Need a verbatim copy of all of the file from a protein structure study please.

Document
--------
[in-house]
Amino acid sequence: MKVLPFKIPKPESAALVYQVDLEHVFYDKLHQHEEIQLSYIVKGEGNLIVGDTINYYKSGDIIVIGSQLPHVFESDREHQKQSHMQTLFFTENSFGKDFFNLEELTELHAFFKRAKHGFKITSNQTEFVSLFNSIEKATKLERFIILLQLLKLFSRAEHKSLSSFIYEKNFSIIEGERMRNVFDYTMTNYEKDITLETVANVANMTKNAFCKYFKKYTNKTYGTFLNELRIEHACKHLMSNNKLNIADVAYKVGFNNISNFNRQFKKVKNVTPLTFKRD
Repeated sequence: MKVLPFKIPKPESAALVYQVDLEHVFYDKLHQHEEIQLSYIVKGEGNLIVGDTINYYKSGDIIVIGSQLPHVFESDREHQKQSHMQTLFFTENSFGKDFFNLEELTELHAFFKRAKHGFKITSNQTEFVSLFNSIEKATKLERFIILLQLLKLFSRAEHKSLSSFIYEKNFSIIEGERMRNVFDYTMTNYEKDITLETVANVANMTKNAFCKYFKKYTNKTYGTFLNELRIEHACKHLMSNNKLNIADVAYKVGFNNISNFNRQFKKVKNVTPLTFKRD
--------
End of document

[in-house]
Amino acid sequence: MKVLPFKIPKPESAALVYQVDLEHVFYDKLHQHEEIQLSYIVKGEGNLIVGDTINYYKSGDIIVIGSQLPHVFESDREHQKQSHMQTLFFTENSFGKDFFNLEELTELHAFFKRAKHGFKITSNQTEFVSLFNSIEKATKLERFIILLQLLKLFSRAEHKSLSSFIYEKNFSIIEGERMRNVFDYTMTNYEKDITLETVANVANMTKNAFCKYFKKYTNKTYGTFLNELRIEHACKHLMSNNKLNIADVAYKVGFNNISNFNRQFKKVKNVTPLTFKRD
Repeated sequence: MKVLPFKIPKPESAALVYQVDLEHVFYDKLHQHEEIQLSYIVKGEGNLIVGDTINYYKSGDIIVIGSQLPHVFESDREHQKQSHMQTLFFTENSFGKDFFNLEELTELHAFFKRAKHGFKITSNQTEFVSLFNSIEKATKLERFIILLQLLKLFSRAEHKSLSSFIYEKNFSIIEGERMRNVFDYTMTNYEKDITLETVANVANMTKNAFCKYFKKYTNKTYGTFLNELRIEHACKHLMSNNKLNIADVAYKVGFNNISNFNRQFKKVKNVTPLTFKRD